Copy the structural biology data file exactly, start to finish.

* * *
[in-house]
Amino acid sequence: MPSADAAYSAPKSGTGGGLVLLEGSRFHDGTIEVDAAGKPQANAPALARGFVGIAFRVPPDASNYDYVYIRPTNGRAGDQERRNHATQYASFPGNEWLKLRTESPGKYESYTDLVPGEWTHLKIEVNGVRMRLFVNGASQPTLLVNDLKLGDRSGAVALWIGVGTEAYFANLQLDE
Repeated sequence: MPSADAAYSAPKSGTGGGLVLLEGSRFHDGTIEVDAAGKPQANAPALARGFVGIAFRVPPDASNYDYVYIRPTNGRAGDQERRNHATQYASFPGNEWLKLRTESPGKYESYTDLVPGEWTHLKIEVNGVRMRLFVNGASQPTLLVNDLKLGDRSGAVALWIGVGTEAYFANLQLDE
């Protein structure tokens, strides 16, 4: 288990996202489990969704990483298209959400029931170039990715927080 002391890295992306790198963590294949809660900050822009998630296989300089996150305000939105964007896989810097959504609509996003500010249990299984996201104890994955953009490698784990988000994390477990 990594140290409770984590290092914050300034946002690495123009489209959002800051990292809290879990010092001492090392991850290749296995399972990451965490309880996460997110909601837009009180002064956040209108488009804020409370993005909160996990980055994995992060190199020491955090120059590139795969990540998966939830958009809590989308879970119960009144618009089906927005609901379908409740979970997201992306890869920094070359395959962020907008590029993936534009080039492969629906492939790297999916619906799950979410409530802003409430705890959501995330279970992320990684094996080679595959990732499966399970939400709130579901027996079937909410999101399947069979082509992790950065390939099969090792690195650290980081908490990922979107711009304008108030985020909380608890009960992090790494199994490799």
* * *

[in-house]
Amino acid sequence: MPSADAAYSAPKSGTGGGLVLLEGSRFHDGTIEVDAAGKPQANAPALARGFVGIAFRVPPDASNYDYVYIRPTNGRAGDQERRNHATQYASFPGNEWLKLRTESPGKYESYTDLVPGEWTHLKIEVNGVRMRLFVNGASQPTLLVNDLKLGDRSGAVALWIGVGTEAYFANLQLDE
Repeated sequence: MPSADAAYSAPKSGTGGGLVLLEGSRFHDGTIEVDAAGKPQANAPALARGFVGIAFRVPPDASNYDYVYIRPTNGRAGDQERRNHATQYASFPGNEWLKLRTESPGKYESYTDLVPGEWTHLKIEVNGVRMRLFVNGASQPTLLVNDLKLGDRSGAVALWIGVGTEAYFANLQLDE
């Protein structure tokens, strides 16, 4: 288990996202489990969704990483298209959400029931170039990715927080 002391890295992306790198963590294949809660900050822009998630296989300089996150305000939105964007896989810097959504609509996003500010249990299984996201104890994955953009490698784990988000994390477990 990594140290409770984590290092914050300034946002690495123009489209959002800051990292809290879990010092001492090392991850290749296995399972990451965490309880996460997110909601837009009180002064956040209108488009804020409370993005909160996990980055994995992060190199020491955090120059590139795969990540998966939830958009809590989308879970119960009144618009089906927005609901379908409740979970997201992306890869920094070359395959962020907008590029993936534009080039492969629906492939790297999916619906799950979410409530802003409430705890959501995330279970992320990684094996080679595959990732499966399970939400709130579901027996079937909410999101399947069979082509992790950065390939099969090792690195650290980081908490990922979107711009304008108030985020909380608890009960992090790494199994490799």